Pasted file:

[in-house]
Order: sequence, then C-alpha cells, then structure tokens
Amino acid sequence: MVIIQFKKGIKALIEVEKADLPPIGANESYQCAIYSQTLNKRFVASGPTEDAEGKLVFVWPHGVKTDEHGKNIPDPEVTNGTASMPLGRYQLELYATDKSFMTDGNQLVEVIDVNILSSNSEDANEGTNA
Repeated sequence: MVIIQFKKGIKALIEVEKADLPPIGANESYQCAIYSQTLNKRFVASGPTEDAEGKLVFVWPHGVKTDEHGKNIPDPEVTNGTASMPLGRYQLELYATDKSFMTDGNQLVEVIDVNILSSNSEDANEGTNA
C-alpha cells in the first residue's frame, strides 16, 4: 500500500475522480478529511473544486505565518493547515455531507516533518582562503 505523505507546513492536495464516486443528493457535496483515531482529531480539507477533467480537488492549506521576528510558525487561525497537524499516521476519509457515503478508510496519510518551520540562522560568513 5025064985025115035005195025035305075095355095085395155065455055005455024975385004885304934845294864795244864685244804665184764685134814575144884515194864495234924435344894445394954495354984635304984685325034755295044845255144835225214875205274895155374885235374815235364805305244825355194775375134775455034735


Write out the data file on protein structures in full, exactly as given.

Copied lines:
[in-house]
Order: sequence, then C-alpha cells, then structure tokens
Amino acid sequence: MVIIQFKKGIKALIEVEKADLPPIGANESYQCAIYSQTLNKRFVASGPTEDAEGKLVFVWPHGVKTDEHGKNIPDPEVTNGTASMPLGRYQLELYATDKSFMTDGNQLVEVIDVNILSSNSEDANEGTNA
Repeated sequence: MVIIQFKKGIKALIEVEKADLPPIGANESYQCAIYSQTLNKRFVASGPTEDAEGKLVFVWPHGVKTDEHGKNIPDPEVTNGTASMPLGRYQLELYATDKSFMTDGNQLVEVIDVNILSSNSEDANEGTNA
C-alpha cells in the first residue's frame, strides 16, 4: 500500500475522480478529511473544486505565518493547515455531507516533518582562503 505523505507546513492536495464516486443528493457535496483515531482529531480539507477533467480537488492549506521576528510558525487561525497537524499516521476519509457515503478508510496519510518551520540562522560568513 5025064985025115035005195025035305075095355095085395155065455055005455024975385004885304934845294864795244864685244804665184764685134814575144884515194864495234924435344894445394954495354984635304984685325034755295044845255144835225214875205274895155374885235374815235364805305244825355194775375134775455034735